Let me start by giving everyone the opportunity to dump their eVent, Goretex, Aclimatise or anyother type of breathable shell for a piece of gear which is everything you ever wanted in a shell.Its Light, compact,easily storable, cheap, 100% UV Proof, keeping you cool as well as dry. Its also100% waterproof - even though the [...]

Read More »

Advanced Layering By Philip Werner

Advanced Layering: Temperature Regulation Hacks for Cold Weather and Winter Hiking You can roll up your sleeves to vent access heat on cold weather hikes without removing an entire layer. By doing this, you’re cooling off the blood that passes close to the skin in your wrist.Layering for cold weather and winter hiking is a lot [...]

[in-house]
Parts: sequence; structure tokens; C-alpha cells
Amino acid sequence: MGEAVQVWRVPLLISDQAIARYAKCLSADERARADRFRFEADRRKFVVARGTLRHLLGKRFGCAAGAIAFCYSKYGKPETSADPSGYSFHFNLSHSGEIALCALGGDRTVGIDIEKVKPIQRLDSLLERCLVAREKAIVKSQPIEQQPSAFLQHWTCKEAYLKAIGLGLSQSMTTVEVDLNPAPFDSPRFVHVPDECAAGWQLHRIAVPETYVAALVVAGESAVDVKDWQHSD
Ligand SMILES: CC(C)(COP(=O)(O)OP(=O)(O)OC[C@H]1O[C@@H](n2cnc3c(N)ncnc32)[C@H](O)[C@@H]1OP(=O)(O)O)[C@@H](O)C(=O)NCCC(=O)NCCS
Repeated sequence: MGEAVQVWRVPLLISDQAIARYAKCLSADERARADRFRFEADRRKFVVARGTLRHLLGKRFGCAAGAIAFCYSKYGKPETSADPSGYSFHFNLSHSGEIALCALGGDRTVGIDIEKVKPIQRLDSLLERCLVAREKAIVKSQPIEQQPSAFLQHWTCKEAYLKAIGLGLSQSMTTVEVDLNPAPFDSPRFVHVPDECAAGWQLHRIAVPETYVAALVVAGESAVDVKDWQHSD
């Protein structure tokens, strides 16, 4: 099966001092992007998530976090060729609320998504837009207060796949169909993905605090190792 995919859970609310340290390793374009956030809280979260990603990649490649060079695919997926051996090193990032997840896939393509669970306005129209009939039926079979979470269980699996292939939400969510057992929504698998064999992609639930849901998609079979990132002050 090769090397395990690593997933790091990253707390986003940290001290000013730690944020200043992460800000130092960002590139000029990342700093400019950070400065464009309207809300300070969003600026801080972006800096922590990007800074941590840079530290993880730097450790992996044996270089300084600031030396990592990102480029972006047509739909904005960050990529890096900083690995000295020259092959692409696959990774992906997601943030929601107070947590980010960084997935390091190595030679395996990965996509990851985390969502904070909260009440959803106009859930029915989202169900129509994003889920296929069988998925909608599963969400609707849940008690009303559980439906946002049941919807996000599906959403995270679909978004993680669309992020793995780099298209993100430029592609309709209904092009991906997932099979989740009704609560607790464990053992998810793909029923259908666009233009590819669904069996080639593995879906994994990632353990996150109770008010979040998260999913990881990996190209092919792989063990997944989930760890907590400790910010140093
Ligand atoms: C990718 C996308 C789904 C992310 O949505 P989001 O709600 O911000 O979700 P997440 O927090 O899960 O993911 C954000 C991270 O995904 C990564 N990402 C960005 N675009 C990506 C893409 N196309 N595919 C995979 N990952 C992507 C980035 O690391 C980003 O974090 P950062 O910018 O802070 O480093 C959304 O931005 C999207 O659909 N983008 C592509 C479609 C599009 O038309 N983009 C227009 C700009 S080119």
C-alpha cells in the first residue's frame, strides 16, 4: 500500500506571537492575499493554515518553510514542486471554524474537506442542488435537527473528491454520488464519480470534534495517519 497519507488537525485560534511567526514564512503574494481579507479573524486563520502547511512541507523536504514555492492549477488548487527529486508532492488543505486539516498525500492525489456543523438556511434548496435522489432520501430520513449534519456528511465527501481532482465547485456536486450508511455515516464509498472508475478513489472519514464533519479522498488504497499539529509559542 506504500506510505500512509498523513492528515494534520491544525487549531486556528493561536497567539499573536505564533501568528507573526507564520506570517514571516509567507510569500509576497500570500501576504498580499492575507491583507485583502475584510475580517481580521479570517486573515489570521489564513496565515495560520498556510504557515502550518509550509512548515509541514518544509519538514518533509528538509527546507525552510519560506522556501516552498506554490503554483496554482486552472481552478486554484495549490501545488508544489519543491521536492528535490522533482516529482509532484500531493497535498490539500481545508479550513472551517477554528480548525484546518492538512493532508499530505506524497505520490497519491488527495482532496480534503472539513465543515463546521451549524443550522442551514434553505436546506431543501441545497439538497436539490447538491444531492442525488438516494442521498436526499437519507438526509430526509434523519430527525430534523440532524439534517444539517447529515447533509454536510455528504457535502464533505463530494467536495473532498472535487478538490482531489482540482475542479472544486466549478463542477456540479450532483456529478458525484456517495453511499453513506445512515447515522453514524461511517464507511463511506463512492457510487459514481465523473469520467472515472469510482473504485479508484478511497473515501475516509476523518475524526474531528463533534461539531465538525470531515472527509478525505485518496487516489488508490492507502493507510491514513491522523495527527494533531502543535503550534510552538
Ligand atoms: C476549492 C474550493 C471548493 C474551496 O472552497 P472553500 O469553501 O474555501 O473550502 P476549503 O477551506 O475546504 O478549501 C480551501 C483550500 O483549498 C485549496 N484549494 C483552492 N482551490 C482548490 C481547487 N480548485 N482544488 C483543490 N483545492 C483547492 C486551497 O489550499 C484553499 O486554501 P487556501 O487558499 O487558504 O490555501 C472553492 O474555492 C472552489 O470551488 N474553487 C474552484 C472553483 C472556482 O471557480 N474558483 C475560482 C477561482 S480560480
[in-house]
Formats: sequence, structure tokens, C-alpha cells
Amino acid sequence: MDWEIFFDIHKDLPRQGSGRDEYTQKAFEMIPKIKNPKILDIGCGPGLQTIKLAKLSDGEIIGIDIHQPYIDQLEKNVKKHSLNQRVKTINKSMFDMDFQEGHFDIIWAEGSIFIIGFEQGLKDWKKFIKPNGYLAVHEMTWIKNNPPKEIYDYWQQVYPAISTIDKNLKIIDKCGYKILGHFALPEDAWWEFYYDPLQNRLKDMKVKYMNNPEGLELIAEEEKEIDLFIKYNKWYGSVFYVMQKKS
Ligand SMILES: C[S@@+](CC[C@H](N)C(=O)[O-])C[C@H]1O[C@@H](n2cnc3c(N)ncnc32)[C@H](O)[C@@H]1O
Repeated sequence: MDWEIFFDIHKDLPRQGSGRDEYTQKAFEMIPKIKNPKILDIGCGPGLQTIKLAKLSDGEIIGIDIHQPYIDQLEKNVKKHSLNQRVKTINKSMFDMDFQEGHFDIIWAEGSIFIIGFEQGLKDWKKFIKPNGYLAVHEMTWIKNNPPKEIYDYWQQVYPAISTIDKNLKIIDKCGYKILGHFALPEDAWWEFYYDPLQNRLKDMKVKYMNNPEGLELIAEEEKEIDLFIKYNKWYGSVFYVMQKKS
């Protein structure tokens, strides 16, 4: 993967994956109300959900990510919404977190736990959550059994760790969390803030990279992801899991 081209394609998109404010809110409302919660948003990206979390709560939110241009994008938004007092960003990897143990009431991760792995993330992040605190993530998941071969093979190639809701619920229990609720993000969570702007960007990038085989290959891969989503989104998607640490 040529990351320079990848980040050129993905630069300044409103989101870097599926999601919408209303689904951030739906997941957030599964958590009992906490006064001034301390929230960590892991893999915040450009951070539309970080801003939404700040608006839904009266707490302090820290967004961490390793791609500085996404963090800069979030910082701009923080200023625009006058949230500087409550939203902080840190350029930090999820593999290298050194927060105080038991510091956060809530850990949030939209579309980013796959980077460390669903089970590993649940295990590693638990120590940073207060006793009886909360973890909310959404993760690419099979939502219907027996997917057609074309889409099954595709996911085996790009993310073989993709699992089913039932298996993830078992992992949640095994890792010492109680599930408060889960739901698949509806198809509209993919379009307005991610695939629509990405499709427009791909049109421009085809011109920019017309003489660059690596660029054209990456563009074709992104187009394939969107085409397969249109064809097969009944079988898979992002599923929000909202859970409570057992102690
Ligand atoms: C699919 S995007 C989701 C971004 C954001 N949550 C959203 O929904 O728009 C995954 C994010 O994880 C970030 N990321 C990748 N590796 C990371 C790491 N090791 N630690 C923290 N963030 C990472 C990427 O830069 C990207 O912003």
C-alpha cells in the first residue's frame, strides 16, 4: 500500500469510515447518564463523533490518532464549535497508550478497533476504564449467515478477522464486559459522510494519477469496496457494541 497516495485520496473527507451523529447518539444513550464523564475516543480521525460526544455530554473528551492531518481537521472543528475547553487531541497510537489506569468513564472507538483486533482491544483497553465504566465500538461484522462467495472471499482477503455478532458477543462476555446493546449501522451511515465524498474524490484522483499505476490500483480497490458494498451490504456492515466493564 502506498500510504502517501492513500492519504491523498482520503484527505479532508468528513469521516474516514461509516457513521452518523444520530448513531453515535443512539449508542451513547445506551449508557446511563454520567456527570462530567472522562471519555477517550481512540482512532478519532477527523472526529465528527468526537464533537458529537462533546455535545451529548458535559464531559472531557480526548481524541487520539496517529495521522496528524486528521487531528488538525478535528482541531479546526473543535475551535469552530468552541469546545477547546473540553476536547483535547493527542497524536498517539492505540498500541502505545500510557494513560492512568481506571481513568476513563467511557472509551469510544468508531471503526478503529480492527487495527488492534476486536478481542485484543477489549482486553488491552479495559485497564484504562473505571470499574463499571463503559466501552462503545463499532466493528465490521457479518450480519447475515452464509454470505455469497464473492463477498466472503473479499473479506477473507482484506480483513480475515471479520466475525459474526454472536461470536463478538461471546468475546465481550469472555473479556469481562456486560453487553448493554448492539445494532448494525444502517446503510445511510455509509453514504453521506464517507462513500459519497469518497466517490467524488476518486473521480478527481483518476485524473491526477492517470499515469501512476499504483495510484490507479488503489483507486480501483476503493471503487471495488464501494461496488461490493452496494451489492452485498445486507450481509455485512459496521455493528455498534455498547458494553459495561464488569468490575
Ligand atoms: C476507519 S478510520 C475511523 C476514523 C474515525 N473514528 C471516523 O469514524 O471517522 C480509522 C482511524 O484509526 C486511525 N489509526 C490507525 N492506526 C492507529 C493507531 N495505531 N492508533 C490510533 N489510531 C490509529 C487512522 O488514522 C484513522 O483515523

Read More »

Things to carry when biking or hiking new trails By the MORRgear Team

Things to Carry When Biking or Hiking New Trailsposted by The MORRgear Team on Jul 1, 2015 8:00:00 AM Want to know one of the worst feelings in the world? It’s heading off to an awesome 20-30 mile mountain bike trail, seeing some of the most beautiful scenery known to man, and then having something happen [...]

Read More »

How to wash and reproof a waterproof Shell

A great article from UK Hill walking on garment maintenance How to Wash and Re-Proof a Waterproof Shellby Dan Bailey - 14/Oct/2015 This article has been read 898 timesYou should expect many years' service from a quality waterproof shell, yet over time both dirt and general wear will begin to affect the breathability of [...]

Read More »